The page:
October 12, 2007 in Nation/World

Nation in brief: Police: Boy planned attack on school

The Spokesman-Review
Associated Press photo

Montgomery County officials stand Thursday in front of the weapons confiscated from a 14-year-old boy. Associated Press
(Full-size photo)

A home-schooled teenager who felt bullied amassed a cache of guns, knives and explosive devices and tried to recruit another boy for a possible school attack, authorities said Thursday.

The 14-year-old was taken into custody after police searched his bedroom in a Philadelphia suburb Wednesday evening. He had talked about mounting a Columbine-type attack at Plymouth Whitemarsh High School, authorities said.

The weapons included a 9 mm assault rifle that the teenager’s mother had recently bought for him, Montgomery County District Attorney Bruce L. Castor Jr. said.

Police also found about 30 air-powered guns, swords, knives, a bomb-making book, videos of the 1999 Columbine attack in Colorado and violence-filled notebooks, Castor said.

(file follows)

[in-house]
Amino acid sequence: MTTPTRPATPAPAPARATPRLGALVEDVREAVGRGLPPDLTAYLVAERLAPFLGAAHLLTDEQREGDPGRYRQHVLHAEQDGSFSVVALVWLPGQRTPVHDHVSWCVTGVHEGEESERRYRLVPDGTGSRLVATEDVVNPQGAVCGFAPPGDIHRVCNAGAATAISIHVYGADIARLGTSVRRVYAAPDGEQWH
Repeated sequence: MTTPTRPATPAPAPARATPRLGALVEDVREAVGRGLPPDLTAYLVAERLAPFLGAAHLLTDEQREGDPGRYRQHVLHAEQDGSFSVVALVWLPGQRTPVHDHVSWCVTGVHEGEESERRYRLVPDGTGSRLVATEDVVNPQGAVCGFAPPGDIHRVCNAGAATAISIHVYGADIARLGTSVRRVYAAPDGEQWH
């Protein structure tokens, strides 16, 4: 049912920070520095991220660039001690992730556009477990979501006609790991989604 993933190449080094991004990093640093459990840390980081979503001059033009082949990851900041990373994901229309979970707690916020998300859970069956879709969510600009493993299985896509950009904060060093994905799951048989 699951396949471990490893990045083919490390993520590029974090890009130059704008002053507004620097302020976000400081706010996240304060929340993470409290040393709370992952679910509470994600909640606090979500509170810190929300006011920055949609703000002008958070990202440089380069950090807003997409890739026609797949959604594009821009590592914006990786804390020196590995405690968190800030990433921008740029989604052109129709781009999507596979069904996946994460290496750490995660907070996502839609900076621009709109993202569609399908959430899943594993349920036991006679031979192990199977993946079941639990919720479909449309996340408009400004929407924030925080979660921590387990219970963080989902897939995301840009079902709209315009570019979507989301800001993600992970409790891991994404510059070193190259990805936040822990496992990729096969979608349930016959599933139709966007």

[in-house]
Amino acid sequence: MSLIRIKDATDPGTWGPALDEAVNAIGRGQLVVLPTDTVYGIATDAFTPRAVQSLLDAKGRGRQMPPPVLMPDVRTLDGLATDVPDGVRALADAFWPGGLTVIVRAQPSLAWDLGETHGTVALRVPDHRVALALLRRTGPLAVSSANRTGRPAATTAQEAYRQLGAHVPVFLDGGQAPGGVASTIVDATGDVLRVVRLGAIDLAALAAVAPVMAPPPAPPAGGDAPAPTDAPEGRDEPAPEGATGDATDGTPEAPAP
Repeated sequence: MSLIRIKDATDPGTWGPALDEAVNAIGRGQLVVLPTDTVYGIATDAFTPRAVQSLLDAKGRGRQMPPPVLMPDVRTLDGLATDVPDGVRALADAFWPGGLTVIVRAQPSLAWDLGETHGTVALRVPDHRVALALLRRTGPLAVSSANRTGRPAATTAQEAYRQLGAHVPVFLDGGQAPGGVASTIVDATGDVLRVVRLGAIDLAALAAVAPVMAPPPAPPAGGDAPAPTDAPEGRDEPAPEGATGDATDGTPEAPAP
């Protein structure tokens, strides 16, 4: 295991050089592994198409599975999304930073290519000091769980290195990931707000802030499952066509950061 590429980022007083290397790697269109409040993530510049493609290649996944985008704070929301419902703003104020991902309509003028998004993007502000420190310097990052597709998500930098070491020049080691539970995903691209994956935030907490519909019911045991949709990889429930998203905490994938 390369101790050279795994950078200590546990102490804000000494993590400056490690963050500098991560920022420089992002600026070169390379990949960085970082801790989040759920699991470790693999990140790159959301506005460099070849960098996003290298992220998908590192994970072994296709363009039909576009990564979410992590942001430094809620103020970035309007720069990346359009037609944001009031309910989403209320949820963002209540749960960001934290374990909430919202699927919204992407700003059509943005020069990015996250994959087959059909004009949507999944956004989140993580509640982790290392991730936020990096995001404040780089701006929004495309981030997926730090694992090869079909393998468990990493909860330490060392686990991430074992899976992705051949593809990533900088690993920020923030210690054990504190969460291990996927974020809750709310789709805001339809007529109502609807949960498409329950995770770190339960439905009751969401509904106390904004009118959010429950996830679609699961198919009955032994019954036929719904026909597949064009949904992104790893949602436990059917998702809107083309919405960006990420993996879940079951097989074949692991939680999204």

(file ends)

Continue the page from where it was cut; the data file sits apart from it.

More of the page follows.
CIA chief orders watchdog inquiry

CIA Director Michael Hayden has ordered an internal review of his inspector general, who has issued a series of highly critical reports on the agency’s conduct before and after the Sept. 11 attacks, according to published reports.

The Los Angeles Times and the New York Times said the highly unusual move has raised concerns that Hayden is trying to squelch the work of Inspector General John Helgerson, who has criticized senior figures including former Director George Tenet.

Virginia Beach, Va.

Student threatened for Facebook post

A Regent University law student says school officials have threatened to discipline him for posting an unflattering photo of founder Pat Robertson on his Facebook page.

Adam M. Key, 23, posted a picture of Regent’s founder and president making what appears to be an obscene gesture on the social-networking Web site. Key copied it from a YouTube video in which Robertson scratches his face with his middle finger.

The second-year law student said officials at the private Christian university demanded that he either publicly apologize and withhold public comment about the matter, or submit to the law school dean a legal brief defending the posting. Key chose the latter, arguing that his posting was satire protected under the First Amendment.

According to Key, Dean Jeffrey Brauch rejected his written legal brief and he now faces disciplinary action – perhaps even expulsion – under the university’s Standards of Personal Conduct.

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